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DB, a 43-year-old-male, was admitted to the
emergency department following an assault during which he
was beaten with an aluminum baseball bat. He sustained injuries
to the head, chest, and abdomen, but did not lose consciousness.
Upon arrival at the ED, DB scored 13 on
the Glasgow Coma Scale. His airway was patent and his breath
sounds were clear and equal bilaterally. Heart rate was
92, respiratory rate was 20, blood pressure was 144/67,
temperature was 37.1 C, and SpO2 on room air was 100%.
Initial physical examination revealed bruising
and swelling around the left eye orbit and an opacified
iris with no vision of the same eye. In addition, he complained
of abdominal and chest pain, which correlated clinically
with bruising and swelling of the same area. Chest radiograph
and c-spine images did not show any signs of trauma. Following
the initial exam, DB scored 15 on the GCS. However, he did
exhibit gross hematuria, which prompted an irrigation of
his bladder and CT scans of the head and abdomen.
DB was admitted to the hospital. CT scan suggested a spleen
laceration, a kidney contusion, and splenic pseudoaneurysm,
which would eventually require dialysis. Not long after
admission, he experienced a large hypotensive event. Four
units of blood were required to stabilize. Ativan and morphine
were ordered for pain and anxiety.
Two days later, the patient's chest radiograph showed right
upper lobe collapse and bilateral infiltrates. This and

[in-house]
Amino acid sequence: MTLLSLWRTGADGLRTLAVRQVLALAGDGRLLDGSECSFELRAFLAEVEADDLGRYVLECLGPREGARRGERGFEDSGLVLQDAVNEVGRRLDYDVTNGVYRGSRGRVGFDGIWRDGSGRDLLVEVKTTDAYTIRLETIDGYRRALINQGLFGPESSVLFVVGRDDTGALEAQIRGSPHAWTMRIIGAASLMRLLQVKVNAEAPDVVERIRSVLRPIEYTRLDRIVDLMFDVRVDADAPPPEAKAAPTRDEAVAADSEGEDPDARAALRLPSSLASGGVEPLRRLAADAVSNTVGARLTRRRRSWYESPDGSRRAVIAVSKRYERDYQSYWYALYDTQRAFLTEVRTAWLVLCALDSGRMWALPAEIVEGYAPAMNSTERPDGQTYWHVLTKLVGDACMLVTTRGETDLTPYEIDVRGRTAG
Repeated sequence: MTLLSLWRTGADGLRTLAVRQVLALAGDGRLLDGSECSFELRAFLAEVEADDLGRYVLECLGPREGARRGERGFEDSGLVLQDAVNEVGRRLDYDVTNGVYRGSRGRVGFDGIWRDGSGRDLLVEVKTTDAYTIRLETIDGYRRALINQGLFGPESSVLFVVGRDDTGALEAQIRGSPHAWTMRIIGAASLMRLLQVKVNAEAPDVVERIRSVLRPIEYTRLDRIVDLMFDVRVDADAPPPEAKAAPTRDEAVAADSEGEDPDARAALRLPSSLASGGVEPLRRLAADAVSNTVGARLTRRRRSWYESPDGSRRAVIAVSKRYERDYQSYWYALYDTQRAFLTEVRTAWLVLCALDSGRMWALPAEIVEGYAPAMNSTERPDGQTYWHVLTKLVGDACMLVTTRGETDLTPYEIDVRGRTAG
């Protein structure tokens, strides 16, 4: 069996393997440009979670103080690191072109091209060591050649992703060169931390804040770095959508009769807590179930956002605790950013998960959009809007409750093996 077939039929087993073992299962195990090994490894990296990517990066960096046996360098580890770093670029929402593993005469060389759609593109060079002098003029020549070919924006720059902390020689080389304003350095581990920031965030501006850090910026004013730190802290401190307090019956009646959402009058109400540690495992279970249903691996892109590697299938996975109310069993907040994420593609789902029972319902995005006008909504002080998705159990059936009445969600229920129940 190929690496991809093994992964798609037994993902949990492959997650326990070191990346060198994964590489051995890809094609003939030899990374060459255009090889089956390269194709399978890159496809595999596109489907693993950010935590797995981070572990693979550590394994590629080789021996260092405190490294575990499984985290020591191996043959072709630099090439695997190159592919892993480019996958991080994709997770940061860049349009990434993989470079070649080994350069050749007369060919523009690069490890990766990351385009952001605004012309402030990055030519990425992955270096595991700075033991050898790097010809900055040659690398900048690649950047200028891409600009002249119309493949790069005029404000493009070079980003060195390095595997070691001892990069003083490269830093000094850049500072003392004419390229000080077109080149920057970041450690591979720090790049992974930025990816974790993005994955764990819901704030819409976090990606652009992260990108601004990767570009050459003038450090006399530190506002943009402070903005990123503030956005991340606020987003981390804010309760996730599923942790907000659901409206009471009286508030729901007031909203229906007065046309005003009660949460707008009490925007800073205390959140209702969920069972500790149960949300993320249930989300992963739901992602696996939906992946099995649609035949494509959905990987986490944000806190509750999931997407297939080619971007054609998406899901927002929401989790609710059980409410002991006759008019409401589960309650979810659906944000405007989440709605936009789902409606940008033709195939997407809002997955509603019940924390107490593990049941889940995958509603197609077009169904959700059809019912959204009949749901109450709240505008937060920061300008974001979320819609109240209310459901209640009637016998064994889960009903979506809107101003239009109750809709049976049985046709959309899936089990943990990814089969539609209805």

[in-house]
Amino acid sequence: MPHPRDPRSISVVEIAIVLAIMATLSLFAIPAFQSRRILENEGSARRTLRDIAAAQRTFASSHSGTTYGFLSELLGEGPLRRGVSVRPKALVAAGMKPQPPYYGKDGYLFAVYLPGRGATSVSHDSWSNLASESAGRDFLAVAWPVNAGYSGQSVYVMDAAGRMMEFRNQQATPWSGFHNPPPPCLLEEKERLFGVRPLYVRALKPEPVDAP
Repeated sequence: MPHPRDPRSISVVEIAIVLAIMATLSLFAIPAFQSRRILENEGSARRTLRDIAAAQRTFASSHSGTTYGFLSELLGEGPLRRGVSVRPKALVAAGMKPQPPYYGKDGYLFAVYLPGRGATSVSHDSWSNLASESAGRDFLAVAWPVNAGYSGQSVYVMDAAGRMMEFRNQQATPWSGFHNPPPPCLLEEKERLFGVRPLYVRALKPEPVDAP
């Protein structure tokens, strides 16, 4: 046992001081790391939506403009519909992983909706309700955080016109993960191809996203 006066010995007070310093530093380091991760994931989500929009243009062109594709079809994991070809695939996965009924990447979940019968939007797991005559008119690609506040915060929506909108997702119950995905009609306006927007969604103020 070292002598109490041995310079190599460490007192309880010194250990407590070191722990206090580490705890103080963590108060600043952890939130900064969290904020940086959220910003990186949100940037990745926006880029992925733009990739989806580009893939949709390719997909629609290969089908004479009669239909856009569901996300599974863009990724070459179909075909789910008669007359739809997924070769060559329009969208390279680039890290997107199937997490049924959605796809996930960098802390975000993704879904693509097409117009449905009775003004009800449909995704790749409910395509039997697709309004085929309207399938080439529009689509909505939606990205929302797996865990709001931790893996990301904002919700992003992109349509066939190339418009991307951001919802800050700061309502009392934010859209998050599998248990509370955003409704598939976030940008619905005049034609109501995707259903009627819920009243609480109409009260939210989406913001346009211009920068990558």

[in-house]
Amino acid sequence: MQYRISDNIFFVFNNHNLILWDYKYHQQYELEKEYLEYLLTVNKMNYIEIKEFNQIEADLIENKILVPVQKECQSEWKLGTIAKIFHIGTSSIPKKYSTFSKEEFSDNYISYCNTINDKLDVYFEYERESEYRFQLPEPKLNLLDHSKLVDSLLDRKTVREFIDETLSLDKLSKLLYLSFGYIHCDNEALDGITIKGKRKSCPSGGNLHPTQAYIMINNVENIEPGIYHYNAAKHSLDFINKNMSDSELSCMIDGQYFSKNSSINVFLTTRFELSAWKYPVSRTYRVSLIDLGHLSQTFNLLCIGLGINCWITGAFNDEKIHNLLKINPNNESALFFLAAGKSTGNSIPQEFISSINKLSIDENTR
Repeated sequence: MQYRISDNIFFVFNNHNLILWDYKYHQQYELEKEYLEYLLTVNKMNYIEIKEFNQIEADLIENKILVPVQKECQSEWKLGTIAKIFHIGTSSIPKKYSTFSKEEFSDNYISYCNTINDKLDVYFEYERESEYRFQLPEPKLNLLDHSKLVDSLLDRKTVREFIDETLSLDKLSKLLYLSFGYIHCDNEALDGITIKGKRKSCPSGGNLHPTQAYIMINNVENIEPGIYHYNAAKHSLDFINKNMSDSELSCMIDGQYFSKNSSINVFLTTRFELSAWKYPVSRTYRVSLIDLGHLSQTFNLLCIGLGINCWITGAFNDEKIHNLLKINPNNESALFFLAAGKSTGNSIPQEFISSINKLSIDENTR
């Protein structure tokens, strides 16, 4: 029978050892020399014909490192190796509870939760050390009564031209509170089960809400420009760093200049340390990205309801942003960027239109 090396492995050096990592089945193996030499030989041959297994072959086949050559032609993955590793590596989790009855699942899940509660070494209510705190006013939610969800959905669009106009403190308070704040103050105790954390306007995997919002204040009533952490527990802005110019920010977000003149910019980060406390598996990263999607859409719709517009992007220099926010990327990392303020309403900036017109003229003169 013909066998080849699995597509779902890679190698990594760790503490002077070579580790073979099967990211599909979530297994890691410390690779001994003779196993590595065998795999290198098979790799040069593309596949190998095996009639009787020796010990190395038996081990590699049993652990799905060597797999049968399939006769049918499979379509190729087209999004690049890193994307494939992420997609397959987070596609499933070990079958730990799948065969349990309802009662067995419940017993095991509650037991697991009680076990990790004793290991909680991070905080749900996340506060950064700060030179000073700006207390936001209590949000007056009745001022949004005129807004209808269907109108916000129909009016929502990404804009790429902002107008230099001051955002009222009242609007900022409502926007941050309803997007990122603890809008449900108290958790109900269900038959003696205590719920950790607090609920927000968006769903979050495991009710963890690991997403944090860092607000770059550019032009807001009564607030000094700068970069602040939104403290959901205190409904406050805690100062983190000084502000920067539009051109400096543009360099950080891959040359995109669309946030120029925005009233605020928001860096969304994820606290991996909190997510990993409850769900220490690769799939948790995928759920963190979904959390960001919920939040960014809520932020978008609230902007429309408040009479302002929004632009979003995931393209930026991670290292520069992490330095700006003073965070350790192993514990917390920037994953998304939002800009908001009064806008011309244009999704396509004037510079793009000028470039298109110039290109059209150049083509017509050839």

his physical assessment suggested the development of adult
respiratory distress syndrome. The decision was made to
place the patient on ventilatory support via the Puritan-Bennett
7200 ventilator, with the following settings:
The patient did not respond well to mechanical ventilation,
with repeated episodes of refractory hypoxemia and general
agitation. Therefore, he was given neuromuscular blocking
agent and the ventilator settings were changed to:
Within three days of initiation of mechanical ventilation,
the PEEP level was increased, in gradual increments, to
a maximum of 22.5 cmH2O, with an FiO2 of 0.80, in order
to maintain a PaO2 of 90 mmHg and a SaO2 of 92%.
Over the next several days, the patient began to improve
and the PEEP was eventually reduced to +5 and the FiO2 decreased
to .40. Arterial blood gases drawn on these settings (tidal
volume 420 mL, rate 28) were:
A tracheostomy was performed after 26 days
of ventilatory support. At this time, morphine and Ativan
were reduced and the patient became more alert. In addition,
injuries to his kidney and spleen appeared to be healing nicely
and there was hope that he would successfully wean from ventilatory
support and undergo rehabilitation.
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